The answer, it turned out, was very clear, repeatable, and quite interesting. But stay tuned.
Second, my very first real research paper, published in 1972 based on my undergraduate research at William and Mary—and also on speciation—appeared in Genetics as well, which is a very good journal. (That paper is free online here.) So there’s been a pleasing symmetry in my research career.
When I’m in Cambridge visiting old friends, I always try to get together with Dan Dennett and Steve Pinker—separately— for I enjoy the intellectual stimulation this provides (and, in the case of Dan, the inevitable stentorian arguing as well). Dan’s out of town this week, but yesterday I managed to dine with The Pinkah at Legal Seafoods near Harvard Square. (Coincidentally, a reader recommended that restaurant in a comment yesterday).
Pinker had just finished lecturing at the Kennedy School next door, and we had a longish lunch over seafood and brewskis. Since Pinker is wickedly smart, eloquent, and apparently remembers everything he’s ever read, lunch with him is not just a culinary experience, but a bout of cerebral ping-pong. While ingesting the food one must also try to absorb his arguments, which come fast and furious. We talked about determinism, free will, the evolution of music (Steve thinks that there is not an adaptive evolutionary basis for music and musicality, even though music is universal in all cultures), the penal system, evolutionary differences between the sexes, speciation, Sewall Wright’s shifting balance theory of evolution, evolutionary psychology in general, Steve Gould, and other diverse topics.
Below is my lunch: Legal Seafoods’ famous crabcake (sadly, only one in the lunch portion). I also had a Belgian sour ale. Steve had an IPA (as I recall) and salmon cooked as rare as they could. (I told him he should have just asked for lox.) My crabcake, which was fabulous—all crab and no filler—came with a salad that contained walnuts and cranberries:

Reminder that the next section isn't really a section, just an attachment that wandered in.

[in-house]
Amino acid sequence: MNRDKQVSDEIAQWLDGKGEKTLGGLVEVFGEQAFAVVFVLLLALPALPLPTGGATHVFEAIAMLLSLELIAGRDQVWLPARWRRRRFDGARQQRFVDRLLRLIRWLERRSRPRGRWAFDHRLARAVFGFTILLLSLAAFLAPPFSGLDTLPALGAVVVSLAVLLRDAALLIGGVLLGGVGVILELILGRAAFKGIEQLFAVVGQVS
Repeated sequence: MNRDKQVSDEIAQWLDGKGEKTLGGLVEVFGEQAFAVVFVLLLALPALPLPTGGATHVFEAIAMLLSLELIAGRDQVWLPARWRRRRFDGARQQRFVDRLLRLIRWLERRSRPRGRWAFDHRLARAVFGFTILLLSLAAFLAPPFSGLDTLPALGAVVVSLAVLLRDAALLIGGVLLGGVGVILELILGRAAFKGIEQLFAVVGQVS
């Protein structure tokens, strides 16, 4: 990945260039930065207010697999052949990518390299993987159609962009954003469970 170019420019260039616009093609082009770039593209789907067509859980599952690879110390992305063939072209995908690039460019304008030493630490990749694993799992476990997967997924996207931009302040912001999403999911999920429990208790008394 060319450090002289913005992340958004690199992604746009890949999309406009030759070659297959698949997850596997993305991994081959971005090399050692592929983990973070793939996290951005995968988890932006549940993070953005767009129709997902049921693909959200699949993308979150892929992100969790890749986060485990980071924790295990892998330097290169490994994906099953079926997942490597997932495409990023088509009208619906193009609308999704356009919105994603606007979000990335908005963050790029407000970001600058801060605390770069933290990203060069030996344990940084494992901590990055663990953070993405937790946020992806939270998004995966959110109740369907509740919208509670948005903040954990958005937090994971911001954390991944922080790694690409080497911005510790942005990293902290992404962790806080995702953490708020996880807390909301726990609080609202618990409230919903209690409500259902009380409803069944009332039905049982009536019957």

Here’s Pinkah after lunch, resplendent in his dark suit and elephant cowboy boots (he immediately assured me that the elephant was legally culled to reduce population size, not to harvest its skin).
At some point I asked Steve what his next book will be (there’s always a next book for him). He first referred me to its nucleus, the article in Proc. Nat. Acad. Sci. below (click on screenshot to see the whole article). I’ve also put up the abstract:
So I told Steve that I wouldn’t reveal the topic of his next book, but he said it was more or less an open secret, and even sent me a summary of its topic, which I have permission to publish. Here’s what he said:
This PNAS paper is a preview of the ideas and the research from my group that will be the core of the new book. Its tentative title will make it sound more controversial than it actually will be:
Don’t Go There: Common Knowledge and the Science of Civility, Hypocrisy, Outrage, and Taboo.
Though I’ll discuss outrage and cancel culture and social media shaming mobs, they won’t be the focus of the book—there is no shortage of articles documenting and deploring them, any day of the week. This one will probe the game theory and psychology behind them, together with other example of coordination like fads, bank runs, political protests, network externalities, moral norms, social conventions, and everyday informal cooperation. I’ll probe at the psychological phenomena beneath them, including the sense that certain things are public (“out there”), emotions such as shame, embarrassment, guilt, and outrage, and nonverbal displays including blushing, cringing, crying, laughter, and eye contact.
So you can look forward to that (as usual, the Pecksniffs will come out in force to criticize it, no matter what he says). Steve said he’ll start writing it in about a year, and I suspect it won’t be long after that until it’s finished (he wrote The Better Angels of Our Nature in only a year and a half).
Finally, before lunch I tarried for a while in the book section of the Harvard Coop, and found that they had moved the biology section down to the first floor, right inside the door—where it deserves to be. There’s even an “evolution” section (which, unaccountably, is missing WEIT). But several copies of Faith Versus Fact reside in the History of Science section, also where they should be. I’ve seen them in “Theology” sections, but they could also be comfortable in “Philosophy of Science” sections. (I have to tout my books because, unlike Steve’s, they’re not self-touting!)